Congenital deficiency of 11beta-hydroxysteroid dehydrogenase (apparent mineralocorticoid excess syndrome): diagnostic value of urinary free cortisol and cortisone

Research output: Contribution to journalArticle

Authors

Colleges, School and Institutes

Abstract

The syndrome of apparent mineralocorticoid excess (AME) is an inherited form of hypertension. This disorder results from an inability of the enzyme 11beta-hydroxysteroid dehydrogenase (11beta-OHSD) to inactivate cortisol to cortisone. The diagnosis of AME is usually based on an elevated ratio of cortisol to cortisone reduced metabolites in the urine [tetrahydrocortisol plus allotetrahydrocortisol to tetrahydrocortisone (THF+alloTHF/THE)]. The principal site of "A" ring reduction is the liver, but AME arises from mutation in the gene encoding 11beta-OHSD2 in the kidney. We used a gas chromatographic/mass spectrometric method to measure the urinary free cortisol (UFF) and free cortisone (UFE) in 24 patients affected by the two variants of AME [19 with the classical form (type I) and 5 with the mild form called AME type II] in order to provide a more reproducible in vivo measure of the renal enzymatic activity. Type I patients were divided into two groups: children under 12 and adults. UFF levels (microg/24 h) did not differ between under-12 controls and AME type I children (mean+/-SD, 9+/-4 and 15+/-12, respectively), but was significantly higher in affected adults compared to controls: (62+/-32 vs 29+/-8, p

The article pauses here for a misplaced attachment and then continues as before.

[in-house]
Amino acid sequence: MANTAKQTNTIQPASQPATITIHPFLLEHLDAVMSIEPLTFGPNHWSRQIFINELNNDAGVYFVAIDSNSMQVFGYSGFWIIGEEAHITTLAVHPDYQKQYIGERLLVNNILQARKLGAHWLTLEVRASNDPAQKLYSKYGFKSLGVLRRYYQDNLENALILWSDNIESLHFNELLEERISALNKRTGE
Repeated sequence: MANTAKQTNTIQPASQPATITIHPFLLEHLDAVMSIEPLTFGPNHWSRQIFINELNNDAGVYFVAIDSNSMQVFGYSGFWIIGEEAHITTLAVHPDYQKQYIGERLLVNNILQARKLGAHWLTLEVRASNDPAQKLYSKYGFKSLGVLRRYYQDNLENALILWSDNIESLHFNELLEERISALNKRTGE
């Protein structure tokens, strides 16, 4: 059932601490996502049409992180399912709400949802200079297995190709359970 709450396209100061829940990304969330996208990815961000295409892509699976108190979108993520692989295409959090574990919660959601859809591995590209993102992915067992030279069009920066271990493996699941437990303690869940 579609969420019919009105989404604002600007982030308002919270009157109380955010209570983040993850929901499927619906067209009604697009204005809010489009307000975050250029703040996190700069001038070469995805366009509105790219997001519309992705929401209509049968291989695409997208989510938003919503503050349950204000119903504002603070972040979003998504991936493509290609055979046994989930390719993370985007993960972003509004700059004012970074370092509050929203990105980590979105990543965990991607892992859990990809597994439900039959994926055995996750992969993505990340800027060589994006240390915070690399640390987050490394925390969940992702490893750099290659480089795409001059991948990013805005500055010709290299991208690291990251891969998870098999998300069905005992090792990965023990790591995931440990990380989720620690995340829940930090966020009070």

Details

Original languageEnglish
Pages (from-to)17-23
Number of pages7
JournalJournal of endocrinological investigation
Volume24
Publication statusPublished - 1 Jan 2001

Keywords

  • cortisone, cortisol, gas-chromatography/mass spectrometry, hypertension, apparent mineralocorticoid syndrome